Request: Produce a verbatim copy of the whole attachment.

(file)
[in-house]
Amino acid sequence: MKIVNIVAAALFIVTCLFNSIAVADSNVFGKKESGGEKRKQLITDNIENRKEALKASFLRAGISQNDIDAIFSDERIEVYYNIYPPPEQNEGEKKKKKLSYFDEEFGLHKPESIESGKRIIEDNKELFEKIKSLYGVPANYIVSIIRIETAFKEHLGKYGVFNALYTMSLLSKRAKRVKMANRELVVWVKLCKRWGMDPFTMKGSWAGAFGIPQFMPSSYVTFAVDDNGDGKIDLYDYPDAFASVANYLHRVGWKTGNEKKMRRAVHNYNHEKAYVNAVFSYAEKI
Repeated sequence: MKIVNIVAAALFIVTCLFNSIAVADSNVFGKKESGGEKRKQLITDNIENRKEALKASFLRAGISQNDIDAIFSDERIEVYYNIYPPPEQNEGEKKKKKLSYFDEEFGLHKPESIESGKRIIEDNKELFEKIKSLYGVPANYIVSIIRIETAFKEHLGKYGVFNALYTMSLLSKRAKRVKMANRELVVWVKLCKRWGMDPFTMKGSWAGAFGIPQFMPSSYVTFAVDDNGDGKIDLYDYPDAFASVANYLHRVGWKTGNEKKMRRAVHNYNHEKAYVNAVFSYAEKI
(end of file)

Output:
[in-house]
Amino acid sequence: MKIVNIVAAALFIVTCLFNSIAVADSNVFGKKESGGEKRKQLITDNIENRKEALKASFLRAGISQNDIDAIFSDERIEVYYNIYPPPEQNEGEKKKKKLSYFDEEFGLHKPESIESGKRIIEDNKELFEKIKSLYGVPANYIVSIIRIETAFKEHLGKYGVFNALYTMSLLSKRAKRVKMANRELVVWVKLCKRWGMDPFTMKGSWAGAFGIPQFMPSSYVTFAVDDNGDGKIDLYDYPDAFASVANYLHRVGWKTGNEKKMRRAVHNYNHEKAYVNAVFSYAEKI
Repeated sequence: MKIVNIVAAALFIVTCLFNSIAVADSNVFGKKESGGEKRKQLITDNIENRKEALKASFLRAGISQNDIDAIFSDERIEVYYNIYPPPEQNEGEKKKKKLSYFDEEFGLHKPESIESGKRIIEDNKELFEKIKSLYGVPANYIVSIIRIETAFKEHLGKYGVFNALYTMSLLSKRAKRVKMANRELVVWVKLCKRWGMDPFTMKGSWAGAFGIPQFMPSSYVTFAVDDNGDGKIDLYDYPDAFASVANYLHRVGWKTGNEKKMRRAVHNYNHEKAYVNAVFSYAEKI